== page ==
• I have to echo all the positive comments! Ms Rothwell, your teaching style is clear and informative. Love the wiggle wire look and as others have stated, the ease with which you work the handle onto the mug is an inspiration! Thanks so much! blessings! s

  • Michael G.

    Nan Rothwell has a wonderful, natural teaching approach. She’s thorough, logical, and precise with each step. Best of all, though, is her manner. I would love to sit in the kitchen (or studio) with Nan, sipping strong coffee from one of her wiggle-wired mugs and talking about pots, life, whatever comes up. Thanks Nan. We have never met, yet I feel we are friends.

  • Carole F.

    Loved the video – plenty of tips both technical & creative!

  • ‘S’ cracks are caused by poor compression of the base, and/or leaving too much water in the base – using a simple sponge on a sticks helps compress the base and soak up excess water in cylinders. When opening up the cylinder compress the base with the thumb or a rubber kidney. Throwing using slip will also help prevent the clay becoming too water logged.

  • Reader L.

    I love it só much! Tank you.
    Maria Angelica
    Santos -Sao Paulo-Brasil.

  • Thanks guys – I reordered CM – one reason being I love the work you show here and wanted to support it. Much appreciated and I have videos and books on my Xmas wish list!

  • So elegantly and competently done, very nice.

  • Audree S.

    I echo everyone’s thanks for clarity in description and the handle clues. Great video!

  • Andrea G.

    I think I’m putting Nan’s video on my wish list. I love her teaching style and always learn something. Thanks so much for posting such great video clips.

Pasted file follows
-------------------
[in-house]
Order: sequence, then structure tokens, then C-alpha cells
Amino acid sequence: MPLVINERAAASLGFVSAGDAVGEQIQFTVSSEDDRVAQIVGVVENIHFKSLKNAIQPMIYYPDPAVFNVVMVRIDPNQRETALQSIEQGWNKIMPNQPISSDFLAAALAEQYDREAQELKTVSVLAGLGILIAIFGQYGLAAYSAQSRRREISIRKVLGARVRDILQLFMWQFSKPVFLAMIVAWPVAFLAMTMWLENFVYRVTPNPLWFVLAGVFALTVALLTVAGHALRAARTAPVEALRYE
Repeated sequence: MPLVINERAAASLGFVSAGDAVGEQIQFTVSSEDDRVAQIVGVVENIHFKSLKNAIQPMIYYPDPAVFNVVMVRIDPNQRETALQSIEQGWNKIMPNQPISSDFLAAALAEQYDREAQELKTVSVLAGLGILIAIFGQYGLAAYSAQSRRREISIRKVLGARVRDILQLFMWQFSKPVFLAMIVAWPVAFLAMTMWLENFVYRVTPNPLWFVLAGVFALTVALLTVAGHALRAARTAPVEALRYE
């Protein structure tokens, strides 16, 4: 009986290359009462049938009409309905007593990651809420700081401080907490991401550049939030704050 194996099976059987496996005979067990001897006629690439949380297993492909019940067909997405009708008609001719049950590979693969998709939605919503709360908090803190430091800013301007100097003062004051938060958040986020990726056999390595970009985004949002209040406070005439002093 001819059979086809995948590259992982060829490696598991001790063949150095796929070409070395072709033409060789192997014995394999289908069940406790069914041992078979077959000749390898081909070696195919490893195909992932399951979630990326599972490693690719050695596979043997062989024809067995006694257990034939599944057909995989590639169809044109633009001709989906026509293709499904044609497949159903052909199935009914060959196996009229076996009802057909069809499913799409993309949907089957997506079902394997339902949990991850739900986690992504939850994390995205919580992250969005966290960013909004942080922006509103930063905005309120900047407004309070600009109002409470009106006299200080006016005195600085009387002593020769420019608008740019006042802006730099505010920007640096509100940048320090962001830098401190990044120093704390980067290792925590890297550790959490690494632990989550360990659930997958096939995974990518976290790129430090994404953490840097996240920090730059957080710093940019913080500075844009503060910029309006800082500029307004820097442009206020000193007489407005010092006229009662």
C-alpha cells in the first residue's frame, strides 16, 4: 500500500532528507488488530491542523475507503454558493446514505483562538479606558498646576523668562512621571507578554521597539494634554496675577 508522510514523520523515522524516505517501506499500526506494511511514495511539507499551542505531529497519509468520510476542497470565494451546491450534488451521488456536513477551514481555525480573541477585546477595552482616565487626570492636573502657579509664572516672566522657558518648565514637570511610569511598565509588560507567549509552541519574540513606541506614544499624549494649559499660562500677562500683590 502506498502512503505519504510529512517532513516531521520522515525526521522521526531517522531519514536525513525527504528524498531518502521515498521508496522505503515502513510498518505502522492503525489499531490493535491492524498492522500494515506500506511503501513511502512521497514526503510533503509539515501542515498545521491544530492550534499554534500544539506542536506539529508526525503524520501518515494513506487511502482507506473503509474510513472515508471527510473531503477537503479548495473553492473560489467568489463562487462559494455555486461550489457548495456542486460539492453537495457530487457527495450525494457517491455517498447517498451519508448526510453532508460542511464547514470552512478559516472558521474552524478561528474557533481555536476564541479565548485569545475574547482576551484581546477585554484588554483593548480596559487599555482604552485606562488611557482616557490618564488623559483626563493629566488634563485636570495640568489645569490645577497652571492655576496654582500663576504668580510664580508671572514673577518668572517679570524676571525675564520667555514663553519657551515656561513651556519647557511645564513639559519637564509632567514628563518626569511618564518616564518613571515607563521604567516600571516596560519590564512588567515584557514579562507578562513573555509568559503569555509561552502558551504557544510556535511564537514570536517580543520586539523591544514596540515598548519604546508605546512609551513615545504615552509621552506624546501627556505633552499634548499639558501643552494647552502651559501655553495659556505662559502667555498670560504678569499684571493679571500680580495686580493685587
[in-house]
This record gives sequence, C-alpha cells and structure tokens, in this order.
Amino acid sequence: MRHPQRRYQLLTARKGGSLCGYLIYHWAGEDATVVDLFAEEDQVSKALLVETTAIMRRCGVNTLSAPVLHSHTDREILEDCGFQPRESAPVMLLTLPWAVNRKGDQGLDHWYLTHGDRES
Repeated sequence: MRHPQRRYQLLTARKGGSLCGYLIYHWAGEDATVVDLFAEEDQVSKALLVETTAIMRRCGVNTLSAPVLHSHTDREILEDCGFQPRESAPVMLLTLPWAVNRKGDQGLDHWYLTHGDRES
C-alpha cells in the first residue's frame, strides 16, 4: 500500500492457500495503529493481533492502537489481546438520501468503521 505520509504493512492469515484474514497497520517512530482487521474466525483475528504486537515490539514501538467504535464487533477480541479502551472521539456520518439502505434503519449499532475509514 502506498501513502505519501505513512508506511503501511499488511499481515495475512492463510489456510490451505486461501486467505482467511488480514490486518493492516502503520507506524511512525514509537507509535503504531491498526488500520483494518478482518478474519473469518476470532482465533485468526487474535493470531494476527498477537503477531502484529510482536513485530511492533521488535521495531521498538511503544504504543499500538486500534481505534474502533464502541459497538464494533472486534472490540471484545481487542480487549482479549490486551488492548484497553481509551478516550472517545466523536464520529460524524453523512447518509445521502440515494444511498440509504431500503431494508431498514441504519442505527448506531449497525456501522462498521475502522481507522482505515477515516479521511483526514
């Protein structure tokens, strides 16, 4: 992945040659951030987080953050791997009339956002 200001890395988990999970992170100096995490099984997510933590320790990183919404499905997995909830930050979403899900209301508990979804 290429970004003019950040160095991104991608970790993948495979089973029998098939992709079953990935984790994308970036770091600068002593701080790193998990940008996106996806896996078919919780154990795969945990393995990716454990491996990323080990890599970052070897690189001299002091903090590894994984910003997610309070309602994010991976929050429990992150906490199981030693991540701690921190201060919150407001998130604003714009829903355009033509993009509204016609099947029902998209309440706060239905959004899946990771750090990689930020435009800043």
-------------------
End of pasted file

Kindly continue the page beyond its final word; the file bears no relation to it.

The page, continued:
• I would love to be as fortunate as the people who have made comments about the video clip. I do not have an arrow to click on, so can not watch it and the FAQ page did not help. Strangely enough, I can watch all of the videos advertising Skutt wheels. Anyone have a suggestion?

  • Nan is awesome as usual…I’ve taken two workshops with her and she always manages to provide straightforward explanations and easy to follow directions. I’m going to add some wiggle wire texture to a pot right now! Thanks for posting!

  • This is the first time I have watched Nan Rothwell. It was remarkably easy to understand — what a great teacher she is. Thanks!!

    June V.

  • Janice W.

    Great video. Wonderful clear insruction by Nan. Much appreciated.

  • Thank you for the clear and precise instruction!! Love this mug!

  • Thanks! Your descriptive clarity is appreciated. 🙂

  • I love the wiggle wire technique, it gives the pot a different and interesting texture. This texture will allow the glaze to pool and make it prettier. Thanks for posting this video. I always look forward to the video clips. 🙂

  • I am learning so much from the wonderful videos you post on this site.

  • Daphne A.

    I liked this clip a lot, thanks for posting. The wiggle cutting was very interesting and very well explained, but what I REALLY enjoyed was the handle primer. I know all that, I put handles on things all the time (but like many I HATE pulling handles), but this is the first time the explanation of each step seemed so clear and simple. No matter how basic the activity, I always seem to learn something new from watching others work. Thanks again for posting the vid!